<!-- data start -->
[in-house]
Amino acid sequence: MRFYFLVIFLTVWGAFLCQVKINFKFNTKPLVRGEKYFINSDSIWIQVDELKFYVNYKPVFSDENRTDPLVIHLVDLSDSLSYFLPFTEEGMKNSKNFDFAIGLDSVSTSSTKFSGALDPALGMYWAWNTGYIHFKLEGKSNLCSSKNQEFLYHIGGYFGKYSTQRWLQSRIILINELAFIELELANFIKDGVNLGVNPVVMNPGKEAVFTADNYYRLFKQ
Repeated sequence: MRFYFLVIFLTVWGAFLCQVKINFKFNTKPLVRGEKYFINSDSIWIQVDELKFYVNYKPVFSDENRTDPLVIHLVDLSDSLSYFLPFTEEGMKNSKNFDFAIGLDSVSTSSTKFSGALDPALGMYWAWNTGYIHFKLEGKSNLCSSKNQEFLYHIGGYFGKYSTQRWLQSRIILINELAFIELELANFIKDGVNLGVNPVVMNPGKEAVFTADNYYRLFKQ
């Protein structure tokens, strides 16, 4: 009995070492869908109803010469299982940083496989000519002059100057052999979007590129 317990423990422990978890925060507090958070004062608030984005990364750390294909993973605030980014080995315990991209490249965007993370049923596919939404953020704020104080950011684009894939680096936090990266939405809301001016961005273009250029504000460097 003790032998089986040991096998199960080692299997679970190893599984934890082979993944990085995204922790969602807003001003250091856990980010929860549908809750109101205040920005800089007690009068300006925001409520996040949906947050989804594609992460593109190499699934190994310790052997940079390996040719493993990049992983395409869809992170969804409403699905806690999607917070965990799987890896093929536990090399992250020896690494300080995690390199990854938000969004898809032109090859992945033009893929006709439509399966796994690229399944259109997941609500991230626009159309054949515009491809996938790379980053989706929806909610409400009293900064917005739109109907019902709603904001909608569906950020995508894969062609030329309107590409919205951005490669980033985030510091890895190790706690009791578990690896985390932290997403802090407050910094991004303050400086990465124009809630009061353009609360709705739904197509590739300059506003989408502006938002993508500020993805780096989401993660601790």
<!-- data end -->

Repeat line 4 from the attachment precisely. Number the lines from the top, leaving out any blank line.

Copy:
């Protein structure tokens, strides 16, 4: 009995070492869908109803010469299982940083496989000519002059100057052999979007590129 317990423990422990978890925060507090958070004062608030984005990364750390294909993973605030980014080995315990991209490249965007993370049923596919939404953020704020104080950011684009894939680096936090990266939405809301001016961005273009250029504000460097 003790032998089986040991096998199960080692299997679970190893599984934890082979993944990085995204922790969602807003001003250091856990980010929860549908809750109101205040920005800089007690009068300006925001409520996040949906947050989804594609992460593109190499699934190994310790052997940079390996040719493993990049992983395409869809992170969804409403699905806690999607917070965990799987890896093929536990090399992250020896690494300080995690390199990854938000969004898809032109090859992945033009893929006709439509399966796994690229399944259109997941609500991230626009159309054949515009491809996938790379980053989706929806909610409400009293900064917005739109109907019902709603904001909608569906950020995508894969062609030329309107590409919205951005490669980033985030510091890895190790706690009791578990690896985390932290997403802090407050910094991004303050400086990465124009809630009061353009609360709705739904197509590739300059506003989408502006938002993508500020993805780096989401993660601790």